Arthur Denner
Arthur Denner

Arthur Denner

Save data from push notifications to SQLite

Save data from push notifications to SQLite

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Introduction

In this tutorial, you'll learn how to create a background service using Kotlin to listen to push notifications even when the app is closed, handle them and save them to SQLite.

Even though the context is a Flutter app, this is applicable to native development as you'll have to write native Android code anyway.

Jump to the final code or keep reading for a detailed walkthrough.

Context

In a recent personal project (Notificador LTV), I had to add push notification capabilities to the Flutter app. I used OneSignal for it and the integration was really easy.

One requirement was to save the received notification in the SQLite database. Implement everything in Flutter was straightforward using sqflite, however another requirement was that this behavior should also happen when the user has closed the app completely. For that, I needed to implement a background service on Android.

OneSignal provides the NotificationExtenderService class that you can extend to add such functionality so you only need to deal with the SQLite code.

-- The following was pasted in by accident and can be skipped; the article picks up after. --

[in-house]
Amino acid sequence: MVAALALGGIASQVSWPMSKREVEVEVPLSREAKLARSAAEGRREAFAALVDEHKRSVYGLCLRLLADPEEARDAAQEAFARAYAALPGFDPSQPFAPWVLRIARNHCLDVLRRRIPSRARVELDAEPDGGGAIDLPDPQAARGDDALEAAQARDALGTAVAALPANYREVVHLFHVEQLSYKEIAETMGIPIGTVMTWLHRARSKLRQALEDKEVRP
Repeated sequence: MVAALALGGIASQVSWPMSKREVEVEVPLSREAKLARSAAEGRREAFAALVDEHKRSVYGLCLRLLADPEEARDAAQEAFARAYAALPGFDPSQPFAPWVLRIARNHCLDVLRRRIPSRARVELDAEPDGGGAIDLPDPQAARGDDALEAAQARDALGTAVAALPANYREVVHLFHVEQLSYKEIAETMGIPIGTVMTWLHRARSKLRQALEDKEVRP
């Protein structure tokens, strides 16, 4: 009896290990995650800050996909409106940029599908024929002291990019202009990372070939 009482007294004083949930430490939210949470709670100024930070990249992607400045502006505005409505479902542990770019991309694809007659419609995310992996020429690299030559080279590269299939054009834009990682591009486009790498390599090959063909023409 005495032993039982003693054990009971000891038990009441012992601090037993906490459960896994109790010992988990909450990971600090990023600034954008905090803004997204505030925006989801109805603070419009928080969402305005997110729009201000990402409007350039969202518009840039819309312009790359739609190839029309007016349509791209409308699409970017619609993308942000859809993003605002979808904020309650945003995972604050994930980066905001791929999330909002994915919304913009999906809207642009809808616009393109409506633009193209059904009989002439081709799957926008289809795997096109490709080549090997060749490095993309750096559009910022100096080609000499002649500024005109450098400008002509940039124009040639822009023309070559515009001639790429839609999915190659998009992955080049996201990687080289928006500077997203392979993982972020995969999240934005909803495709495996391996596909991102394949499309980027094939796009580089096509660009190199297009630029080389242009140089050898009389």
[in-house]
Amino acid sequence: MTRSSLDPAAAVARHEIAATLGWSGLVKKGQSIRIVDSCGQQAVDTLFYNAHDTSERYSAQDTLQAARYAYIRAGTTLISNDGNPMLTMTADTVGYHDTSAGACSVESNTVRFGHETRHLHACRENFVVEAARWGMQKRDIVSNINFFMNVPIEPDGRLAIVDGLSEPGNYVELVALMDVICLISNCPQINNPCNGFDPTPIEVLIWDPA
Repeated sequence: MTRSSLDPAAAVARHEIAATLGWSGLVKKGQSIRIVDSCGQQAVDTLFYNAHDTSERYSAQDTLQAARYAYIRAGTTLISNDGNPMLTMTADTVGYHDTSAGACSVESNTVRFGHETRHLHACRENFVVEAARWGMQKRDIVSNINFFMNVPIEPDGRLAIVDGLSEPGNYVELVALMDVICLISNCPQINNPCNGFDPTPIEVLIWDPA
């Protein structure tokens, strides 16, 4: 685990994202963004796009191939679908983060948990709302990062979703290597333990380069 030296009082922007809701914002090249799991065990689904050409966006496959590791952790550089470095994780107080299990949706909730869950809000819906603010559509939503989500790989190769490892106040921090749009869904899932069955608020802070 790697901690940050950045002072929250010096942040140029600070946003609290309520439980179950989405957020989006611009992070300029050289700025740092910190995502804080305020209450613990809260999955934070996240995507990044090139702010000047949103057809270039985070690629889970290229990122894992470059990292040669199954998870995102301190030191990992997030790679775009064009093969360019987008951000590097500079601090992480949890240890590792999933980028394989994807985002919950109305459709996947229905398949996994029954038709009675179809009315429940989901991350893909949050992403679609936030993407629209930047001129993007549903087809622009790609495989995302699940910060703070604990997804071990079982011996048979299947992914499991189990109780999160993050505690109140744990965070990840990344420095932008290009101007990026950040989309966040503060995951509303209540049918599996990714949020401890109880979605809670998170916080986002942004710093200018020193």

Setup

Listen to push notifications

The first step is to create a class that extends NotificationExtenderService. Create CustomNotificationExtender.kt under the folder android/app/src/main/kotlin/your/package/name, alongside with MainActivity.kt.

Add the following code to this file:

package your.package.name

import com.onesignal.NotificationExtenderService
import com.onesignal.OSNotificationReceivedResult

class CustomNotificationExtender : NotificationExtenderService() {
  protected override fun onNotificationProcessing(receivedResult: OSNotificationReceivedResult): Boolean {
    return false
  }
}

This class only listens to the background notifications and allows them to be displayed on the UI by returning false - check OneSignal's documentation about it.

Declare class in manifest

Add the following to your AndroidManifest.xml:

<service
   android:name=".CustomNotificationExtender" // change this if your class has another name
   android:permission="android.permission.BIND_JOB_SERVICE"